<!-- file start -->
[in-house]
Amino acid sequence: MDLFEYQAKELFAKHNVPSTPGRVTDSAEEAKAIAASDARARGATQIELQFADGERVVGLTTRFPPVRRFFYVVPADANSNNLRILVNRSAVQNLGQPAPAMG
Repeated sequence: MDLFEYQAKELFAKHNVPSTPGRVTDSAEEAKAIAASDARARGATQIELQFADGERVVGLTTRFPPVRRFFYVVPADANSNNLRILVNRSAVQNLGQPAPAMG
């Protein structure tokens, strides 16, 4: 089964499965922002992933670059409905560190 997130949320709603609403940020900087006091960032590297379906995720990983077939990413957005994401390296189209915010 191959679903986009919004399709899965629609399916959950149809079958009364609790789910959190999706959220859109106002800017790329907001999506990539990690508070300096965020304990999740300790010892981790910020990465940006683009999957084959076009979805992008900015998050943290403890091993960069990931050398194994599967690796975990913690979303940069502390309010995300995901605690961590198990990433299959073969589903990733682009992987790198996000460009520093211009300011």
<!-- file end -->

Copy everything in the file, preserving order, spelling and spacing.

[in-house]
Amino acid sequence: MDLFEYQAKELFAKHNVPSTPGRVTDSAEEAKAIAASDARARGATQIELQFADGERVVGLTTRFPPVRRFFYVVPADANSNNLRILVNRSAVQNLGQPAPAMG
Repeated sequence: MDLFEYQAKELFAKHNVPSTPGRVTDSAEEAKAIAASDARARGATQIELQFADGERVVGLTTRFPPVRRFFYVVPADANSNNLRILVNRSAVQNLGQPAPAMG
């Protein structure tokens, strides 16, 4: 089964499965922002992933670059409905560190 997130949320709603609403940020900087006091960032590297379906995720990983077939990413957005994401390296189209915010 191959679903986009919004399709899965629609399916959950149809079958009364609790789910959190999706959220859109106002800017790329907001999506990539990690508070300096965020304990999740300790010892981790910020990465940006683009999957084959076009979805992008900015998050943290403890091993960069990931050398194994599967690796975990913690979303940069502390309010995300995901605690961590198990990433299959073969589903990733682009992987790198996000460009520093211009300011």